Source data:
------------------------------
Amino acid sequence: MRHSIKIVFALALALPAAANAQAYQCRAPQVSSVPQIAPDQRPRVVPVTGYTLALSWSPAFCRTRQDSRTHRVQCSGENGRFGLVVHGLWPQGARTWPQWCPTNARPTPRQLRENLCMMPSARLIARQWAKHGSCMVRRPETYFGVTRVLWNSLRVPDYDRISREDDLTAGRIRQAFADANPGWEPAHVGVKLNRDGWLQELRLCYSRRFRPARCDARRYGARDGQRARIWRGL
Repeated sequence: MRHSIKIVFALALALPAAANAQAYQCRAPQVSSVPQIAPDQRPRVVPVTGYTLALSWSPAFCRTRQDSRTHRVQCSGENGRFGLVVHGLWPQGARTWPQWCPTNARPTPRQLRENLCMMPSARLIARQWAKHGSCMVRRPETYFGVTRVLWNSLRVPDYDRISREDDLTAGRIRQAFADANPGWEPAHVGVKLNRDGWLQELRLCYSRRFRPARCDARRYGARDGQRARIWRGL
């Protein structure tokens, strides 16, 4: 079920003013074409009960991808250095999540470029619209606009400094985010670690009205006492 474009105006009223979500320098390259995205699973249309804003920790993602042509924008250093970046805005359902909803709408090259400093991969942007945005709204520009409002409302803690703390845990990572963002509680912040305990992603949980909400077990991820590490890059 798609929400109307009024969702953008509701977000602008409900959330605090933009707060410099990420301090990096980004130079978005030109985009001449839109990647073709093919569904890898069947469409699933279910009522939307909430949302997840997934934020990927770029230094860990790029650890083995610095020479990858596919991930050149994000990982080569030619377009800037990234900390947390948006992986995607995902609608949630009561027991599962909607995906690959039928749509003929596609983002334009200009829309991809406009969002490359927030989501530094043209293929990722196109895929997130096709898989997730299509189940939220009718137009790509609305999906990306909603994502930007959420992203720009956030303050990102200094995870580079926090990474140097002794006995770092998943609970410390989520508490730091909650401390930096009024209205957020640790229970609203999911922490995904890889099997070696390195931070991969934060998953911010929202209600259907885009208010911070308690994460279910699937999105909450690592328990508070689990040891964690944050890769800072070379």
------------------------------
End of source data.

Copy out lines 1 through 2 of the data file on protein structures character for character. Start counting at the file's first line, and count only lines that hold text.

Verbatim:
Amino acid sequence: MRHSIKIVFALALALPAAANAQAYQCRAPQVSSVPQIAPDQRPRVVPVTGYTLALSWSPAFCRTRQDSRTHRVQCSGENGRFGLVVHGLWPQGARTWPQWCPTNARPTPRQLRENLCMMPSARLIARQWAKHGSCMVRRPETYFGVTRVLWNSLRVPDYDRISREDDLTAGRIRQAFADANPGWEPAHVGVKLNRDGWLQELRLCYSRRFRPARCDARRYGARDGQRARIWRGL
Repeated sequence: MRHSIKIVFALALALPAAANAQAYQCRAPQVSSVPQIAPDQRPRVVPVTGYTLALSWSPAFCRTRQDSRTHRVQCSGENGRFGLVVHGLWPQGARTWPQWCPTNARPTPRQLRENLCMMPSARLIARQWAKHGSCMVRRPETYFGVTRVLWNSLRVPDYDRISREDDLTAGRIRQAFADANPGWEPAHVGVKLNRDGWLQELRLCYSRRFRPARCDARRYGARDGQRARIWRGL